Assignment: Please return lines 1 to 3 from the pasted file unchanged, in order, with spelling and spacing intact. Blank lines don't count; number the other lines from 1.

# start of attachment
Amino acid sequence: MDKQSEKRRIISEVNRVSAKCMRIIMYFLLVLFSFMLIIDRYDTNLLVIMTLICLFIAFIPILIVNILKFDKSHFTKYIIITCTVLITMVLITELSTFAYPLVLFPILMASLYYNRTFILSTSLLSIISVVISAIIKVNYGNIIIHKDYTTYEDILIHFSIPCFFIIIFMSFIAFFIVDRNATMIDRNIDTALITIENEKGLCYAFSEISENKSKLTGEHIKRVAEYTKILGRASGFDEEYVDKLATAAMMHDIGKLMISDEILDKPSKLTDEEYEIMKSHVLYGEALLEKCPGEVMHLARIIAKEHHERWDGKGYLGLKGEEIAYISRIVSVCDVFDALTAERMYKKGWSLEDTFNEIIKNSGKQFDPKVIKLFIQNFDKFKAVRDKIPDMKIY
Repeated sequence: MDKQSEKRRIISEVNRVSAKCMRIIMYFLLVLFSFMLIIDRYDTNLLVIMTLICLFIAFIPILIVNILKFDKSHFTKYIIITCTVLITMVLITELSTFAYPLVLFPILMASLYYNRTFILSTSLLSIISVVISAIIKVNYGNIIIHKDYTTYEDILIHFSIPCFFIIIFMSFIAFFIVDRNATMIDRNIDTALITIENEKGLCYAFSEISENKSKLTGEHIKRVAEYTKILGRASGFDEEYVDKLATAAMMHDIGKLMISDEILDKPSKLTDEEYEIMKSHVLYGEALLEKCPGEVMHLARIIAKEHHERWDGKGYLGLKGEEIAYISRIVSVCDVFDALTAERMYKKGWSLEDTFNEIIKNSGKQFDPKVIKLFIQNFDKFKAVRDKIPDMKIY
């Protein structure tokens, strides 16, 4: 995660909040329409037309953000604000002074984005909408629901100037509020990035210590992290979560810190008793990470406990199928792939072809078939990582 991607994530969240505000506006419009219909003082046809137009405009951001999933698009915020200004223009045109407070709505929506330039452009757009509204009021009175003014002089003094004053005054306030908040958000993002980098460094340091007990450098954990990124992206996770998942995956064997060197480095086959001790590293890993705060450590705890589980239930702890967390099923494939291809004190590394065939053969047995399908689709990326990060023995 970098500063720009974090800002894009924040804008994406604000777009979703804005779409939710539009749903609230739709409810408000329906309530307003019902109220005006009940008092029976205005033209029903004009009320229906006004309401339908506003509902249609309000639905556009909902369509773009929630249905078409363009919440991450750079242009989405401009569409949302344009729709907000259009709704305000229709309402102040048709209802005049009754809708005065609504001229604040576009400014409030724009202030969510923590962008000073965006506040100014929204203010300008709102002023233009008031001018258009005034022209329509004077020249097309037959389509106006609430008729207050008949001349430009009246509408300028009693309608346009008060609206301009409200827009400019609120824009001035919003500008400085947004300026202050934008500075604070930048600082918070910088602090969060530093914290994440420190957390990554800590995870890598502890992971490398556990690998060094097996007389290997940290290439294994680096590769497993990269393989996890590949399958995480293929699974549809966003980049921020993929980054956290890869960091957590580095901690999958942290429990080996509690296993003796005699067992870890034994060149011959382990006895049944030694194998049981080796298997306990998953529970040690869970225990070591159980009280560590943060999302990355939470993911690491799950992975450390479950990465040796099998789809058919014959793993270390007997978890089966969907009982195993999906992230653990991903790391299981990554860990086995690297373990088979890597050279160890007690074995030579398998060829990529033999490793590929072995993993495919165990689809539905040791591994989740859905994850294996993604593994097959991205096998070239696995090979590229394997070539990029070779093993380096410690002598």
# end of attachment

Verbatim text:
Amino acid sequence: MDKQSEKRRIISEVNRVSAKCMRIIMYFLLVLFSFMLIIDRYDTNLLVIMTLICLFIAFIPILIVNILKFDKSHFTKYIIITCTVLITMVLITELSTFAYPLVLFPILMASLYYNRTFILSTSLLSIISVVISAIIKVNYGNIIIHKDYTTYEDILIHFSIPCFFIIIFMSFIAFFIVDRNATMIDRNIDTALITIENEKGLCYAFSEISENKSKLTGEHIKRVAEYTKILGRASGFDEEYVDKLATAAMMHDIGKLMISDEILDKPSKLTDEEYEIMKSHVLYGEALLEKCPGEVMHLARIIAKEHHERWDGKGYLGLKGEEIAYISRIVSVCDVFDALTAERMYKKGWSLEDTFNEIIKNSGKQFDPKVIKLFIQNFDKFKAVRDKIPDMKIY
Repeated sequence: MDKQSEKRRIISEVNRVSAKCMRIIMYFLLVLFSFMLIIDRYDTNLLVIMTLICLFIAFIPILIVNILKFDKSHFTKYIIITCTVLITMVLITELSTFAYPLVLFPILMASLYYNRTFILSTSLLSIISVVISAIIKVNYGNIIIHKDYTTYEDILIHFSIPCFFIIIFMSFIAFFIVDRNATMIDRNIDTALITIENEKGLCYAFSEISENKSKLTGEHIKRVAEYTKILGRASGFDEEYVDKLATAAMMHDIGKLMISDEILDKPSKLTDEEYEIMKSHVLYGEALLEKCPGEVMHLARIIAKEHHERWDGKGYLGLKGEEIAYISRIVSVCDVFDALTAERMYKKGWSLEDTFNEIIKNSGKQFDPKVIKLFIQNFDKFKAVRDKIPDMKIY
């Protein structure tokens, strides 16, 4: 995660909040329409037309953000604000002074984005909408629901100037509020990035210590992290979560810190008793990470406990199928792939072809078939990582 991607994530969240505000506006419009219909003082046809137009405009951001999933698009915020200004223009045109407070709505929506330039452009757009509204009021009175003014002089003094004053005054306030908040958000993002980098460094340091007990450098954990990124992206996770998942995956064997060197480095086959001790590293890993705060450590705890589980239930702890967390099923494939291809004190590394065939053969047995399908689709990326990060023995 970098500063720009974090800002894009924040804008994406604000777009979703804005779409939710539009749903609230739709409810408000329906309530307003019902109220005006009940008092029976205005033209029903004009009320229906006004309401339908506003509902249609309000639905556009909902369509773009929630249905078409363009919440991450750079242009989405401009569409949302344009729709907000259009709704305000229709309402102040048709209802005049009754809708005065609504001229604040576009400014409030724009202030969510923590962008000073965006506040100014929204203010300008709102002023233009008031001018258009005034022209329509004077020249097309037959389509106006609430008729207050008949001349430009009246509408300028009693309608346009008060609206301009409200827009400019609120824009001035919003500008400085947004300026202050934008500075604070930048600082918070910088602090969060530093914290994440420190957390990554800590995870890598502890992971490398556990690998060094097996007389290997940290290439294994680096590769497993990269393989996890590949399958995480293929699974549809966003980049921020993929980054956290890869960091957590580095901690999958942290429990080996509690296993003796005699067992870890034994060149011959382990006895049944030694194998049981080796298997306990998953529970040690869970225990070591159980009280560590943060999302990355939470993911690491799950992975450390479950990465040796099998789809058919014959793993270390007997978890089966969907009982195993999906992230653990991903790391299981990554860990086995690297373990088979890597050279160890007690074995030579398998060829990529033999490793590929072995993993495919165990689809539905040791591994989740859905994850294996993604593994097959991205096998070239696995090979590229394997070539990029070779093993380096410690002598």